• Improve conditions for women already working in the industry
  • Increase the number of women in leadership positions in the industry
  • Increase the number of women drivers
  • Serve as a resource about women working in the industry

The Real Women in Trucking Inc. - was formed in 2010 as a protest group by women truck drivers seeking improved conditions that were not being effectively addressed by the industry or any other organizations. This grassroots driver led movement was granted 501 (c) (6) trade association status in June 2013.

In regard to their work they refer to themselves

  • Creating a network of support for women entering trucking
  • Creating a reliable resource that promotes transparency
  • Mentor qualified women who wish to become commercial drivers and connect them to quality employers and services that will benefit them
  • Advocacy for industry improvements benefits drivers of any gender.

Outlook for the future

Barbara Herman, the NTTC Driver of the Year, 2019 has been driving for 34 years, has over 1.7 million accident-free miles and is a beacon of an ambassador for our industry as a whole and especially the women in the industry. With her herculean achievements, she is along with many other women truckers that are challenging the very fabric of this industry. Contrary to a somewhat popular belief, trucking isn’t just a man’s world anymore. Women are equally as capable of operating a colossal vehicle as much as their virile counterparts. Maybe you have heard the saying anything men can do, women can do better? One could only argue, as it’s actually a renowned fact when it comes to trucking: women continue to outperform men in trucking.

 There are some legitimate reasons why women are perfectly compatible with sharing the trucking space with men: however, this could lead to an alternative reality in which those women could end up with a higher pay. Especially if we consider the fact there are some positive differences in job performance when compared to men. A novel idea of course, but the additional pay could be for the safety and hassle-free delivery of cargo usually reflected by women truckers.

Since the need for truck drivers in the U.S. is only increasing as the demand for goods grows, with a predicted shortage of 175,000 truck drivers by 2026. In addition, many drivers are expected to retire in the coming years. Hence, women in trucking could be seen as a sustainable solution to this problem faced by the industry.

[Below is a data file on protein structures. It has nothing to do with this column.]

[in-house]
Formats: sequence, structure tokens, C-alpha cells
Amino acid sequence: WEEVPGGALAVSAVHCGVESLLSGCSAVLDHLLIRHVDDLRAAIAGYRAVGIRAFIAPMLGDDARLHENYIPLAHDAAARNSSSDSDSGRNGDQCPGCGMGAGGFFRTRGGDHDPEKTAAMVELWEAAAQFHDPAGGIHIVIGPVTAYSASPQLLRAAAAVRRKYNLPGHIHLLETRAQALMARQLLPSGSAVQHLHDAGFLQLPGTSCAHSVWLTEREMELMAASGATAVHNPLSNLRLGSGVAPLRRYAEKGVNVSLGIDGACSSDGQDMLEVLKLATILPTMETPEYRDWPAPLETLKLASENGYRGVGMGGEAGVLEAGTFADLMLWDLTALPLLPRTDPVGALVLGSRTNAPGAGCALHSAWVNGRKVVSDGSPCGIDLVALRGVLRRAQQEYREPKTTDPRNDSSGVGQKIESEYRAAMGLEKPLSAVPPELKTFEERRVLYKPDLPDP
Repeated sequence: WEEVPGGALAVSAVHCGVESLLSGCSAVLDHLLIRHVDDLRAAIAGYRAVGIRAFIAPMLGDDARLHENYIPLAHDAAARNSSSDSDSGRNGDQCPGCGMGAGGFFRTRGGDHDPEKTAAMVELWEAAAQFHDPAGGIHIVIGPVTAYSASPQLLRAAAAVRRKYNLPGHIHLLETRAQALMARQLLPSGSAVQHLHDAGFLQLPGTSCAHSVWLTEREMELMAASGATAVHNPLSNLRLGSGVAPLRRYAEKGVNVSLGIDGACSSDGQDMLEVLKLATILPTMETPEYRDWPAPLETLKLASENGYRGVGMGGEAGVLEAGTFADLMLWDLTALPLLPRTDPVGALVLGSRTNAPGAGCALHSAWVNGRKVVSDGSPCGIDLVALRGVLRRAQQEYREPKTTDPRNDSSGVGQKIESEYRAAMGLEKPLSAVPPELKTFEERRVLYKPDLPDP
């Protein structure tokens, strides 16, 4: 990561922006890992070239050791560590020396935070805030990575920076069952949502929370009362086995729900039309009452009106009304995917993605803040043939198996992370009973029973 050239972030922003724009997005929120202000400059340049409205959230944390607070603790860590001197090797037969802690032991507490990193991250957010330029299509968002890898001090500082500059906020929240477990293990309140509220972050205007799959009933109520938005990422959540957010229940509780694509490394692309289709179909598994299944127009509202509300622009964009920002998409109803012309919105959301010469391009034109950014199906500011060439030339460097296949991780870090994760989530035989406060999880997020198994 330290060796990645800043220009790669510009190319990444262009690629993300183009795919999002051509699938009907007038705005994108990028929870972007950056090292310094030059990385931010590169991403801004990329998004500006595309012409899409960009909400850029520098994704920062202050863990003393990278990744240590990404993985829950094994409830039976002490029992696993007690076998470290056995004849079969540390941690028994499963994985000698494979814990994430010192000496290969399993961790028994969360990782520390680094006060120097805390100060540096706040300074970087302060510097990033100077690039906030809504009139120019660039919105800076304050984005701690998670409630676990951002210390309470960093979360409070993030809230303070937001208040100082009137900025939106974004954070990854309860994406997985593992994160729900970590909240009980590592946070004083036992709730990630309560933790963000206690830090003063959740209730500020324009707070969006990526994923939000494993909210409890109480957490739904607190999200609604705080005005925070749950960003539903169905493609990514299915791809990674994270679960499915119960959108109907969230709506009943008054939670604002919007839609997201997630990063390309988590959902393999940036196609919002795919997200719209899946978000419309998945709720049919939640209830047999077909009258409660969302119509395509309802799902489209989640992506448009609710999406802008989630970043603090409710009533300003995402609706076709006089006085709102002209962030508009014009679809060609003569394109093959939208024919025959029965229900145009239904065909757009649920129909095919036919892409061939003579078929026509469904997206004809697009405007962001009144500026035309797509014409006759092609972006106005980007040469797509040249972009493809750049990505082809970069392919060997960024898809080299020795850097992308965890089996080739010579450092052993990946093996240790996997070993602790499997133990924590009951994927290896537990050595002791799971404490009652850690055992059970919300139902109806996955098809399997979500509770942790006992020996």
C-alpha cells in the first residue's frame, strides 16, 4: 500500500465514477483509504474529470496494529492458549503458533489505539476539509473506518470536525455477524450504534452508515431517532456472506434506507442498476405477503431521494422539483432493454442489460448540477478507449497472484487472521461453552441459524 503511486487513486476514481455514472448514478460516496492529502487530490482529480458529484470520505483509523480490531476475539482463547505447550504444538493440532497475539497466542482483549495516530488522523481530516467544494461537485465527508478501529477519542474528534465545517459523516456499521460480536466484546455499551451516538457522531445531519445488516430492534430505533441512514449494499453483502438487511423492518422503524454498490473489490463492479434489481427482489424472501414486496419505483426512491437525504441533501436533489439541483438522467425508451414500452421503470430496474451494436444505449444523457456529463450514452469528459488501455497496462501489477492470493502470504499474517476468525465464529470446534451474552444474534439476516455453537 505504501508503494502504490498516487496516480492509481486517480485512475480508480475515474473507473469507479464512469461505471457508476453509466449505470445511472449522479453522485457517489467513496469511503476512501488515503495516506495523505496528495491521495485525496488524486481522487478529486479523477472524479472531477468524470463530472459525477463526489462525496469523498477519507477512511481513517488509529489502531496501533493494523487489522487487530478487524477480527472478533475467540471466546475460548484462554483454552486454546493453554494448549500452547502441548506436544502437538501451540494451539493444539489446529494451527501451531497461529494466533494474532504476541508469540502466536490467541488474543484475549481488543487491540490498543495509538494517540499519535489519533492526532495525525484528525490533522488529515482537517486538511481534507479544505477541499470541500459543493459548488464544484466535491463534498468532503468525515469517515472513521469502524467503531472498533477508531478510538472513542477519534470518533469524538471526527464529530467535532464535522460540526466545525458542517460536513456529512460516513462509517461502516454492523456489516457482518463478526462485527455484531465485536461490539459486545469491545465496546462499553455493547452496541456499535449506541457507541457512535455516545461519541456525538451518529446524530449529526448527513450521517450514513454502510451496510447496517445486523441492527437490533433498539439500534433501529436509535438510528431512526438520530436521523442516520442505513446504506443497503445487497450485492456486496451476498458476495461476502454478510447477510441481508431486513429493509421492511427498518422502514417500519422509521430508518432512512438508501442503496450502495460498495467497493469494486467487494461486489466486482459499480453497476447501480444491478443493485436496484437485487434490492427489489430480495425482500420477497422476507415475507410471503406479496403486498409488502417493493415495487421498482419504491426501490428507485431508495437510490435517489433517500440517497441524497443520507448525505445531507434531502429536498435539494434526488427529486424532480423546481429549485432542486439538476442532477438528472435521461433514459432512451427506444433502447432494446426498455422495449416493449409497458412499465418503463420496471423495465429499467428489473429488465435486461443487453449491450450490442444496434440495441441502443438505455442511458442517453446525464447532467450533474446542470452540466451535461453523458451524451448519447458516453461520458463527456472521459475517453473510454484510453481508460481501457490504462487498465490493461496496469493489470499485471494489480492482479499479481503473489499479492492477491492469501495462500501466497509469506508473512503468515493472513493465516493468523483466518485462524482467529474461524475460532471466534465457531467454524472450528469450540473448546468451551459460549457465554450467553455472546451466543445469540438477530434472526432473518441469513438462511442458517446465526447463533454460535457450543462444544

With the increase in women joining the trucking industry, the supporting industries have taken steps to alleviate any aggravations ladies might face. For example, truck stops are refurbishing up the parking lot lighting to make the area safer for women. The technology in trucks is advancing, and what was once difficult for anyone to use is now not challenging for any gender. Truck manufacturers are designing the trucks to be more adaptable for women drivers—easier access, closer pedals, and better-positioned seat belts.


As we know, Big-Rig driving is listed among the most dangerous occupations in the U.S. by the U.S. Bureau of Labor Statistics. Some 840 truckers died the previous year, it is one of the highest numbers for the category since the Bureau of Labor Statistics started to keep track of it in 2003. With this and many other factors, we could say that for men on the road, life is tough, but for women, it's even harder. For them to be far from family and friends, they are forced to grapple with sexism, sexual harassment, personal safety, hygiene, and an overall trucker lifestyle associated with poor health while trying to turn a space the size of a backyard shed into a rolling home on wheels, sometimes for weeks per outing.

Even though, so much headwind against women in trucking they still continue to amaze everyone as recent data shows women truck drivers are generally safer than men. Experts think it's because they are less likely to take risks. Ensuring safer deliveries and better conduct on the road. Truly a positive outlook.

Another reason why women are inclining more toward trucking is that the job has become somewhat more female-friendly, for various reasons, mostly due to modernization -- including better transmissions on certain kinds of trucks that allow for a less-grueling ride over long distances and the industry often no longer needing truckers to load and unload the cargo they're carrying.

New technology and equipment make truck driving a job that's more geared toward women. A new age is dawning upon us.



REAL Women in Trucking, Inc

Women In Trucking Association (WIT)